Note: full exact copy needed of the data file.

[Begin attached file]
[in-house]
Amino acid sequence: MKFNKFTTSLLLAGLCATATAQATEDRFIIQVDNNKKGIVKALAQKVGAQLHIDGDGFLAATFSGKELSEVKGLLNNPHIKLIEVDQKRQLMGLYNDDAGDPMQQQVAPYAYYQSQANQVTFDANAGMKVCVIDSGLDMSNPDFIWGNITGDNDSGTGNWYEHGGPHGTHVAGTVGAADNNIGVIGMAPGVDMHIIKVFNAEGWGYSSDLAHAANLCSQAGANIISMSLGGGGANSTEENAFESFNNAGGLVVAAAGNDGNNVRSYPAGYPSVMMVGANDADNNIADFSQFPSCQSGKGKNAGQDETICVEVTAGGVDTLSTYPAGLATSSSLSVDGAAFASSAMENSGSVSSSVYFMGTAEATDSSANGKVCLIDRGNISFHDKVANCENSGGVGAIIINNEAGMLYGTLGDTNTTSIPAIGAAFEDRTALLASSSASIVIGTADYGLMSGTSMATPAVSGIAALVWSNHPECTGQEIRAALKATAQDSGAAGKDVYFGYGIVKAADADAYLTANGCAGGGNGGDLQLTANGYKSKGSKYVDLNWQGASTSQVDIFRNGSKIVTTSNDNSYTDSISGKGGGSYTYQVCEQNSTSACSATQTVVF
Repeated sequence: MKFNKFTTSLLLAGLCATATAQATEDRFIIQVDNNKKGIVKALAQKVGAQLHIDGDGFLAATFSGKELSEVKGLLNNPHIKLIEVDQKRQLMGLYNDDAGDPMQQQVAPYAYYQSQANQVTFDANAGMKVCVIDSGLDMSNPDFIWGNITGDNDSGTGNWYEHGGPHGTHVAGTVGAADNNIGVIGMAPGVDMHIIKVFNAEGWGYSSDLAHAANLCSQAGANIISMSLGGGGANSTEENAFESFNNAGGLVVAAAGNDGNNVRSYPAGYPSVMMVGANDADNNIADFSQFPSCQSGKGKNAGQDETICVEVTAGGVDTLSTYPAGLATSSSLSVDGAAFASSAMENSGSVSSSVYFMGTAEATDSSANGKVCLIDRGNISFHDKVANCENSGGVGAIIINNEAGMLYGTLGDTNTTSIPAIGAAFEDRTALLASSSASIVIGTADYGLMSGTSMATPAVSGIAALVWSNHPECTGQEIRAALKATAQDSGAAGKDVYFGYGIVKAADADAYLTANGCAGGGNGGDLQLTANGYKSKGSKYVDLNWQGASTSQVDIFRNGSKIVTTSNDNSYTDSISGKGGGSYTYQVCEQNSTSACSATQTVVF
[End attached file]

[in-house]
Amino acid sequence: MKFNKFTTSLLLAGLCATATAQATEDRFIIQVDNNKKGIVKALAQKVGAQLHIDGDGFLAATFSGKELSEVKGLLNNPHIKLIEVDQKRQLMGLYNDDAGDPMQQQVAPYAYYQSQANQVTFDANAGMKVCVIDSGLDMSNPDFIWGNITGDNDSGTGNWYEHGGPHGTHVAGTVGAADNNIGVIGMAPGVDMHIIKVFNAEGWGYSSDLAHAANLCSQAGANIISMSLGGGGANSTEENAFESFNNAGGLVVAAAGNDGNNVRSYPAGYPSVMMVGANDADNNIADFSQFPSCQSGKGKNAGQDETICVEVTAGGVDTLSTYPAGLATSSSLSVDGAAFASSAMENSGSVSSSVYFMGTAEATDSSANGKVCLIDRGNISFHDKVANCENSGGVGAIIINNEAGMLYGTLGDTNTTSIPAIGAAFEDRTALLASSSASIVIGTADYGLMSGTSMATPAVSGIAALVWSNHPECTGQEIRAALKATAQDSGAAGKDVYFGYGIVKAADADAYLTANGCAGGGNGGDLQLTANGYKSKGSKYVDLNWQGASTSQVDIFRNGSKIVTTSNDNSYTDSISGKGGGSYTYQVCEQNSTSACSATQTVVF
Repeated sequence: MKFNKFTTSLLLAGLCATATAQATEDRFIIQVDNNKKGIVKALAQKVGAQLHIDGDGFLAATFSGKELSEVKGLLNNPHIKLIEVDQKRQLMGLYNDDAGDPMQQQVAPYAYYQSQANQVTFDANAGMKVCVIDSGLDMSNPDFIWGNITGDNDSGTGNWYEHGGPHGTHVAGTVGAADNNIGVIGMAPGVDMHIIKVFNAEGWGYSSDLAHAANLCSQAGANIISMSLGGGGANSTEENAFESFNNAGGLVVAAAGNDGNNVRSYPAGYPSVMMVGANDADNNIADFSQFPSCQSGKGKNAGQDETICVEVTAGGVDTLSTYPAGLATSSSLSVDGAAFASSAMENSGSVSSSVYFMGTAEATDSSANGKVCLIDRGNISFHDKVANCENSGGVGAIIINNEAGMLYGTLGDTNTTSIPAIGAAFEDRTALLASSSASIVIGTADYGLMSGTSMATPAVSGIAALVWSNHPECTGQEIRAALKATAQDSGAAGKDVYFGYGIVKAADADAYLTANGCAGGGNGGDLQLTANGYKSKGSKYVDLNWQGASTSQVDIFRNGSKIVTTSNDNSYTDSISGKGGGSYTYQVCEQNSTSACSATQTVVF